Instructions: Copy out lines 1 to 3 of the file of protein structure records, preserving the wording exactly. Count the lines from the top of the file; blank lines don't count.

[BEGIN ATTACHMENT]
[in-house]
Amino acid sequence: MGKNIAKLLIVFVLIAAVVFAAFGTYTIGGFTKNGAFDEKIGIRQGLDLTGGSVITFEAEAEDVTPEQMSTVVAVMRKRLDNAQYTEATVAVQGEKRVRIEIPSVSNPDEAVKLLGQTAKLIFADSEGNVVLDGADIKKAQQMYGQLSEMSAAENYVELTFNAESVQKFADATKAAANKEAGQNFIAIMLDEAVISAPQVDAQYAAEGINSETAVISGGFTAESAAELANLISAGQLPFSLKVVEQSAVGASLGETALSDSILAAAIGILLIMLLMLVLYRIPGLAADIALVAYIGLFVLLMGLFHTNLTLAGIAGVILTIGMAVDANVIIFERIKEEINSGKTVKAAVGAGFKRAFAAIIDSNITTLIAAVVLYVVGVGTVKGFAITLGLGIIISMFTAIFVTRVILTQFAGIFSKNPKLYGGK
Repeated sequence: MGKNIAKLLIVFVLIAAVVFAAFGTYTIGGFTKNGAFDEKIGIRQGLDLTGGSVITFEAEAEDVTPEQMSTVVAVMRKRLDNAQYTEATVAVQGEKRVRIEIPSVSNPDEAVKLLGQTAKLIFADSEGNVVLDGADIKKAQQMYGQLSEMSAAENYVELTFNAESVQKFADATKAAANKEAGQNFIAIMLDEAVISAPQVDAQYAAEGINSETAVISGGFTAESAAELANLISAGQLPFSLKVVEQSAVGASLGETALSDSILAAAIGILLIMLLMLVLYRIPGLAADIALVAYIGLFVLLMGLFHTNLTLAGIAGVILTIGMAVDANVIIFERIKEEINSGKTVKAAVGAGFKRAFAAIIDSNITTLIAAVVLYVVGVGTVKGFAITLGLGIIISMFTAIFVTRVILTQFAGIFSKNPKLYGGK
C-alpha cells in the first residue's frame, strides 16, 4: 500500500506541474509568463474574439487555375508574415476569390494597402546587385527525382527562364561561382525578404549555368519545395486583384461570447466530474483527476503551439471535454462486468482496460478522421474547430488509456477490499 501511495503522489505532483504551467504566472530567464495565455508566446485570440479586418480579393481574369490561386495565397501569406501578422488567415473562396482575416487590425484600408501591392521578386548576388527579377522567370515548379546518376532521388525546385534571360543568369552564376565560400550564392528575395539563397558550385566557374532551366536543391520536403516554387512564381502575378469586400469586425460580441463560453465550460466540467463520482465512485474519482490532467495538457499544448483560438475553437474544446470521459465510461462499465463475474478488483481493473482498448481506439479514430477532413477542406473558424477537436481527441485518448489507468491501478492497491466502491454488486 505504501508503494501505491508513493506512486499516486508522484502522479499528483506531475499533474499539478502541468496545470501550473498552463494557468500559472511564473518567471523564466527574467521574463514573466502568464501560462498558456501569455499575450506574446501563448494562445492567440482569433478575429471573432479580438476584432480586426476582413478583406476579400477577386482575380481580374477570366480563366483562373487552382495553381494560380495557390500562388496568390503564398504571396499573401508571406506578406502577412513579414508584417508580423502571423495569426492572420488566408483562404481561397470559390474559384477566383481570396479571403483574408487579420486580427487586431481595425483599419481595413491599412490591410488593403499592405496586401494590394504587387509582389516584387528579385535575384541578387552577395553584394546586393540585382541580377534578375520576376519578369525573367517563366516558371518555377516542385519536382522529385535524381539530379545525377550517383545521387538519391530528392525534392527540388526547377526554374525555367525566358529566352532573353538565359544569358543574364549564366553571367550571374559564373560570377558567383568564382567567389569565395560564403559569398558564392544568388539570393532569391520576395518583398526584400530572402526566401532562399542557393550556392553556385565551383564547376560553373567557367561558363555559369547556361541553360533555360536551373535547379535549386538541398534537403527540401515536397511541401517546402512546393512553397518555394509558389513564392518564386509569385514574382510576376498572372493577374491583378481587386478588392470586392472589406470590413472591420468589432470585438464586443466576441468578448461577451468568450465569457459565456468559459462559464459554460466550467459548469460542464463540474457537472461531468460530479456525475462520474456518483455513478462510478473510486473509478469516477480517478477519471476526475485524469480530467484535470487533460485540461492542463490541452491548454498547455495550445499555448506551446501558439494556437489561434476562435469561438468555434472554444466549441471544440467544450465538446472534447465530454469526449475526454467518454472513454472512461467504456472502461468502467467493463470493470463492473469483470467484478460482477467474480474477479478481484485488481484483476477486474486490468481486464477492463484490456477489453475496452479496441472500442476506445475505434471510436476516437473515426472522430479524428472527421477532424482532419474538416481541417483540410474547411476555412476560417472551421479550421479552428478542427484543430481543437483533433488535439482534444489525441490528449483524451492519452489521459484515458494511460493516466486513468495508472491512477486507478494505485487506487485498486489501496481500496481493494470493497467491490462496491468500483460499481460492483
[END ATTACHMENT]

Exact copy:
[in-house]
Amino acid sequence: MGKNIAKLLIVFVLIAAVVFAAFGTYTIGGFTKNGAFDEKIGIRQGLDLTGGSVITFEAEAEDVTPEQMSTVVAVMRKRLDNAQYTEATVAVQGEKRVRIEIPSVSNPDEAVKLLGQTAKLIFADSEGNVVLDGADIKKAQQMYGQLSEMSAAENYVELTFNAESVQKFADATKAAANKEAGQNFIAIMLDEAVISAPQVDAQYAAEGINSETAVISGGFTAESAAELANLISAGQLPFSLKVVEQSAVGASLGETALSDSILAAAIGILLIMLLMLVLYRIPGLAADIALVAYIGLFVLLMGLFHTNLTLAGIAGVILTIGMAVDANVIIFERIKEEINSGKTVKAAVGAGFKRAFAAIIDSNITTLIAAVVLYVVGVGTVKGFAITLGLGIIISMFTAIFVTRVILTQFAGIFSKNPKLYGGK
Repeated sequence: MGKNIAKLLIVFVLIAAVVFAAFGTYTIGGFTKNGAFDEKIGIRQGLDLTGGSVITFEAEAEDVTPEQMSTVVAVMRKRLDNAQYTEATVAVQGEKRVRIEIPSVSNPDEAVKLLGQTAKLIFADSEGNVVLDGADIKKAQQMYGQLSEMSAAENYVELTFNAESVQKFADATKAAANKEAGQNFIAIMLDEAVISAPQVDAQYAAEGINSETAVISGGFTAESAAELANLISAGQLPFSLKVVEQSAVGASLGETALSDSILAAAIGILLIMLLMLVLYRIPGLAADIALVAYIGLFVLLMGLFHTNLTLAGIAGVILTIGMAVDANVIIFERIKEEINSGKTVKAAVGAGFKRAFAAIIDSNITTLIAAVVLYVVGVGTVKGFAITLGLGIIISMFTAIFVTRVILTQFAGIFSKNPKLYGGK